PINK YOGURT: A Childhood Behind the Iron Curtain – an autobiographical art show
Set against the current backdrop of a similarly chaotic, fast moving political climate in Europe 'PINK YOGURT: A Childhood Behind the Iron Curtain’ is an attempt to go back and explore my personal memories of everyday life and education in the totalitarian system of the former GDR (German Democratic Republic, i.e., East Germany). For almost 3 years I have been working on an art project about school, military education, leisure, retail, individuality versus conformity and also the STASI – within the last years of the GDR – through the eyes of a schoolchild.
Who is the project for?
'PINK YOGURT’ is aimed at the growing up generation – school children that are at the same age as I was at the time of the political change in Germany. But I'm also reaching out to people of my current age and the generation of our parents and grandparents in both Germany and the UK. I am aware that the backgrounds of the particular age groups and individuals differ greatly and therefore the project provides plenty of opportunities for association, identification and discussion for a broad audience.
I'd like to excite or reawaken the awareness of intangible assets such as freedom of press, freedom of travel or the opportunity to develop and flourish as individuals. I’d like to commemorate this particular period of time, build connections between now and then and inspire people to appreciate today's social and political values which are increasingly becoming fragile again.
I have approached the illustration of my recorded memories like a contextual inventory. My work is not supposed to assess or judge but to highlight aspects which aren't necessarily pointed out in official chronicles of GDR history. It's meant to convey a child’s innocent point of view on the last years of the GDR up until 1989 with the occasional wink.
I produced drawings, paintings, animations and installations using objects and technical equipment to be exhibited in the show at Prospect Gallery at Hull City Centre. Additional to my own work I have organized drawing workshops with year 3 and year 4 schoolchildren in schools around Hull to share with them the historical background of the divided Germany, the Berlin Wall and my life in the GDR. They produced around 250 individual artworks which also will be shown as part of my exhibition.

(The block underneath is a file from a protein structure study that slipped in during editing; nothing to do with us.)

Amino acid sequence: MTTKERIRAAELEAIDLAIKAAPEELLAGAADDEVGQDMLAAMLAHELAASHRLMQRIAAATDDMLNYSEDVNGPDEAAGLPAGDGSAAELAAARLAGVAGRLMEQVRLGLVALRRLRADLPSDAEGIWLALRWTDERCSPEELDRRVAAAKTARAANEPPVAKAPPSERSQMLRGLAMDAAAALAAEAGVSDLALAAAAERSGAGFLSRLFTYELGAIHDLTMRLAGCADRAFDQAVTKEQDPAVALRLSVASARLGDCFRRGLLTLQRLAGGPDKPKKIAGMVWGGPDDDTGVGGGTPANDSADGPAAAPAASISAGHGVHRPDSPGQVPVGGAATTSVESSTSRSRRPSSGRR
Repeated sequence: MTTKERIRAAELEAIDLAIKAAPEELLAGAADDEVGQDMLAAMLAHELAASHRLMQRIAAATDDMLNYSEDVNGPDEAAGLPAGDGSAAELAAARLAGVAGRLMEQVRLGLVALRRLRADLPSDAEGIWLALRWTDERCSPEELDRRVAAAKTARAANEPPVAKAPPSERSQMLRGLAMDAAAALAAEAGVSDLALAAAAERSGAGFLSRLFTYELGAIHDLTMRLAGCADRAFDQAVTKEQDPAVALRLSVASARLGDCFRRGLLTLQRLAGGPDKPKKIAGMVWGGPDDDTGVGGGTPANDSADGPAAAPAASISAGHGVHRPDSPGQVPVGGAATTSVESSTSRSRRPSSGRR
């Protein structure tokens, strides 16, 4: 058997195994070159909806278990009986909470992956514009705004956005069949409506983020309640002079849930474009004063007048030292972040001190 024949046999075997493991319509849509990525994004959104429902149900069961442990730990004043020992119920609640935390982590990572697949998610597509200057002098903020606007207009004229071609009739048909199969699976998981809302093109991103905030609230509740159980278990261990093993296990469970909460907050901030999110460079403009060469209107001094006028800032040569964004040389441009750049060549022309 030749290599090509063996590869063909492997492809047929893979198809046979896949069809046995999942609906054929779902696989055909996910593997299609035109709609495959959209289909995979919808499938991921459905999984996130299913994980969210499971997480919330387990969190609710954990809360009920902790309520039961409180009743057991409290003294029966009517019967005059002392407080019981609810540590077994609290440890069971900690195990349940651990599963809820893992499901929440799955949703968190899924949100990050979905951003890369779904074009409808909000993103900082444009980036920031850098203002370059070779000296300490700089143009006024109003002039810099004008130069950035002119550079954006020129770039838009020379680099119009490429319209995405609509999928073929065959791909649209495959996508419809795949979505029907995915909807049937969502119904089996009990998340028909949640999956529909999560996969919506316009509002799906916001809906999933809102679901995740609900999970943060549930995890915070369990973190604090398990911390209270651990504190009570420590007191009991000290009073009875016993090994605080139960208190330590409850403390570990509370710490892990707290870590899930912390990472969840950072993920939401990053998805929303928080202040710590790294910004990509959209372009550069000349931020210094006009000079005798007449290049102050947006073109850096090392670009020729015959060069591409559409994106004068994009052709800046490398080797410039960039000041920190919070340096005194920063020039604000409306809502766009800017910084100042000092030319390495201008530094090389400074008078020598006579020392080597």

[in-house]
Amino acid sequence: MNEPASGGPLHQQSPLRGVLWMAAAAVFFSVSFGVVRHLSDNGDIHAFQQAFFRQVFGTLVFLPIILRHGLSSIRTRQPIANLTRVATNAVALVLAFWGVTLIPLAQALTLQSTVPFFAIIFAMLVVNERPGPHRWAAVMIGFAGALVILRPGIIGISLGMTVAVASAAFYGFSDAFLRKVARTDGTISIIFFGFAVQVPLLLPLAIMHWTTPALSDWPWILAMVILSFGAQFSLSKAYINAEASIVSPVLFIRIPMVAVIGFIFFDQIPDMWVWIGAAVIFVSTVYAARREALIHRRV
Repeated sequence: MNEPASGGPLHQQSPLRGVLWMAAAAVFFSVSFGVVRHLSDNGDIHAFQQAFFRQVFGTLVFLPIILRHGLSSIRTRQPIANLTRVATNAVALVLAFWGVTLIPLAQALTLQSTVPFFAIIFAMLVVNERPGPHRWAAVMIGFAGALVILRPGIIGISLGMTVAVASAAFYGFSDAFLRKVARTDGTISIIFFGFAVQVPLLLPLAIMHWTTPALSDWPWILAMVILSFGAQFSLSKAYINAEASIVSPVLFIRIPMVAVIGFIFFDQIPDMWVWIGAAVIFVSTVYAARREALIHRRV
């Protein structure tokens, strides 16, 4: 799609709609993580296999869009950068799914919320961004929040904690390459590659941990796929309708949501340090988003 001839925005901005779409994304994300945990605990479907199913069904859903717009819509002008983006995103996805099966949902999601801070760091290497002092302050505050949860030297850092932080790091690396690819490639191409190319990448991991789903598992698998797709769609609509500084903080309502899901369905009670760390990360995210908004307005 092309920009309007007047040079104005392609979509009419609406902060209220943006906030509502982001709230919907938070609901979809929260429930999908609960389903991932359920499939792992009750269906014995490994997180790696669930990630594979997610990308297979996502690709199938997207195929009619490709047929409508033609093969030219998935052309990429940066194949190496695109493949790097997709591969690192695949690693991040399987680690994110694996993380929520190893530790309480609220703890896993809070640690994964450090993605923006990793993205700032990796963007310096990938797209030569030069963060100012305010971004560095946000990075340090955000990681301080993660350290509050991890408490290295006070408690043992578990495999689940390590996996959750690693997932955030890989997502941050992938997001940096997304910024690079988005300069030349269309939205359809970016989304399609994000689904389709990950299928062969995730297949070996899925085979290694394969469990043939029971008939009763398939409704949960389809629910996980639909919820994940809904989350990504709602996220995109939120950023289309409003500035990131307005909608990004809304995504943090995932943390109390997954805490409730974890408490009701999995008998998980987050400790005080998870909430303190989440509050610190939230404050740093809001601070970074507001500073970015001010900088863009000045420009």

Although I was up to this point able to fund the production of a body of work by myself or through in kind donations, I will need the funding which I am trying to achieve through this campaign to make my final exhibition as interesting and engaging as possible. The money would be used to purposely fit the gallery space, print panels and info materials, build displays and provide technical equipment.
I made a promise to the children I worked with in the schools of Hull for them to come to a dedicated private view and see how their individual small artworks come together in a large piece of art made by them when I divided them into two groups – one representing East Germany and the other representing West Germany.
Without any additional funding I won’t be able to take the final step and share my work as I intended.
My thanks go to Andrew Fairbank and Christopher Wiles from Hull College, School of Creative Arts, for supporting my idea, for being honest and critical and therefore helping me realize it during the last years. Also, thanks to my family and friends who have been putting up with me, listening patiently to my spills during the process and Prospect Shopping Centre Hull for kindly providing the gallery space for us.
Sandra Holle, www.colormoods.co.uk